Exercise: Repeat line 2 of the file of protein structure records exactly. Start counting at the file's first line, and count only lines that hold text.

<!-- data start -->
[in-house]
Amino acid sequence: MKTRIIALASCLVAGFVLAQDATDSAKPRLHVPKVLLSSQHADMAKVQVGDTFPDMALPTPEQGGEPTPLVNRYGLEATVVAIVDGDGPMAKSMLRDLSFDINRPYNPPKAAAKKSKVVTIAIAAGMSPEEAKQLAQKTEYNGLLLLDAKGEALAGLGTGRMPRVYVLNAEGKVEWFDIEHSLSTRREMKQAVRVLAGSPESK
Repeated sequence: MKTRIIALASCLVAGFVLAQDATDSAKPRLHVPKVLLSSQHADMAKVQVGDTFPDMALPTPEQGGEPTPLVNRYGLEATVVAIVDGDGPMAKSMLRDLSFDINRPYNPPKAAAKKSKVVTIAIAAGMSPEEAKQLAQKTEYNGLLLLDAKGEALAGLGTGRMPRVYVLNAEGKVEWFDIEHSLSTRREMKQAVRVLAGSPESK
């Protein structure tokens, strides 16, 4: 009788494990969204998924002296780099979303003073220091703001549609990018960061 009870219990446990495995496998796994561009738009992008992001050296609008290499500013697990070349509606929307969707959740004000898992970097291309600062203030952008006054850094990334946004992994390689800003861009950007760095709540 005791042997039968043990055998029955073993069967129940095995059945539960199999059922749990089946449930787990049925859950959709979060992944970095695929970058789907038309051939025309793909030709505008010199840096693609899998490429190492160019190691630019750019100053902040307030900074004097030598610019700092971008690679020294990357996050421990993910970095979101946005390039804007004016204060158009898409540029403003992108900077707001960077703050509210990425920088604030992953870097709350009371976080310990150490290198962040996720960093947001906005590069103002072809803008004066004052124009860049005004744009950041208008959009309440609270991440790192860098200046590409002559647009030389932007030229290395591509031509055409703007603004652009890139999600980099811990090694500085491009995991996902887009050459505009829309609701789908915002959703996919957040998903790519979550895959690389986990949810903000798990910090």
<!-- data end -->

Amino acid sequence: MKTRIIALASCLVAGFVLAQDATDSAKPRLHVPKVLLSSQHADMAKVQVGDTFPDMALPTPEQGGEPTPLVNRYGLEATVVAIVDGDGPMAKSMLRDLSFDINRPYNPPKAAAKKSKVVTIAIAAGMSPEEAKQLAQKTEYNGLLLLDAKGEALAGLGTGRMPRVYVLNAEGKVEWFDIEHSLSTRREMKQAVRVLAGSPESK